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The Sargassum Committee has done extensive research on boats as both a stand-alone solution and as a supplementary solution for use together with a sargassum barrier. Our research indicates that boats alone cannot properly chase down and remove all the sargassum that floats towards Half Moon Bay. And using boats to suck up sargassum from behind a barrier is not necessary if the barrier is configured to take advantage of prevailing winds to deflect the sargassum back out to sea or to a collection area.


Boats are expensive and provide none of the passive control that comes from a barrier.  In other words they need ongoing maintenance and always require a crew to operate them. They also cannot be operated 24 hours and day and require a safe location for mooring.  Boats are also impacted by prevailing winds and sea conditions before a barrier would be and cannot always anticipate from which direction the sargassum might  be coming.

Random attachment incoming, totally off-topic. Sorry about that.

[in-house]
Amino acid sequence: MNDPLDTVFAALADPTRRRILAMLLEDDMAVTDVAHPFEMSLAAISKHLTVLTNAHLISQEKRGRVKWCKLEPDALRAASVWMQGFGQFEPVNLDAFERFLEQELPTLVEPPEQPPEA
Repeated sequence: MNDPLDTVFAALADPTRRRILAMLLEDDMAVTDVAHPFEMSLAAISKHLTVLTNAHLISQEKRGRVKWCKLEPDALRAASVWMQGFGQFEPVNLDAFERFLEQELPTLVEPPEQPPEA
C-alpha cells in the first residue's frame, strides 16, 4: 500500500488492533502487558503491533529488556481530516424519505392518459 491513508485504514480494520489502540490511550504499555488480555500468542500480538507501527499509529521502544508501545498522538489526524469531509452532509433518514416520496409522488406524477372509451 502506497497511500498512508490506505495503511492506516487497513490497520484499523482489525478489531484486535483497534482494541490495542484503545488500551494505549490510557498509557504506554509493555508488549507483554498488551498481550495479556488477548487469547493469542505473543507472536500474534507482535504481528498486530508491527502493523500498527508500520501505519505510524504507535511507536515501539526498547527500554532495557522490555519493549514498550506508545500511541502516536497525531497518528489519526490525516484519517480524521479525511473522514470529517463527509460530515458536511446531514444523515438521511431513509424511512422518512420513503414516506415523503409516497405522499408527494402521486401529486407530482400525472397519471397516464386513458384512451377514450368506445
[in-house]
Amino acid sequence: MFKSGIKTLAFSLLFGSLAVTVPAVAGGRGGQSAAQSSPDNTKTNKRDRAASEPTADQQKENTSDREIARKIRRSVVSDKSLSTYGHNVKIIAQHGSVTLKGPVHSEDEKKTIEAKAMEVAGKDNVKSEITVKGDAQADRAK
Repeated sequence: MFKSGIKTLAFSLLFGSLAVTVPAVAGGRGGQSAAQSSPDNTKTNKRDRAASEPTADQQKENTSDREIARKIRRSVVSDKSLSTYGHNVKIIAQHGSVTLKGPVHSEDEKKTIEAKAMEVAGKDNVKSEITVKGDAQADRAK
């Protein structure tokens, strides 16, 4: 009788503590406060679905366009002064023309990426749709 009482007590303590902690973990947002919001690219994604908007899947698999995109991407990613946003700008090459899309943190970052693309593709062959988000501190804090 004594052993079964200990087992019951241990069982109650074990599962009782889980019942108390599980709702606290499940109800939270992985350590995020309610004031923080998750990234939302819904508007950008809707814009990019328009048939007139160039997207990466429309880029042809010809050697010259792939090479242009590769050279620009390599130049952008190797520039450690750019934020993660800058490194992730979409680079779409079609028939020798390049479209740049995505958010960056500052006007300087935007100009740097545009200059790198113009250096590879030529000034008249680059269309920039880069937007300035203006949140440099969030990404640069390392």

The Mexican Navy is no longer willing to deploy boats except in areas that are also protected by barriers.

Every single pound of sargassum that is collected by a boat must be treated and properly disposed of.  Disposal can be expensive and difficult to monitor.  Service providers who don’t properly dispose of the sargassum can cause significant environmental harm to groundwater and mangroves.

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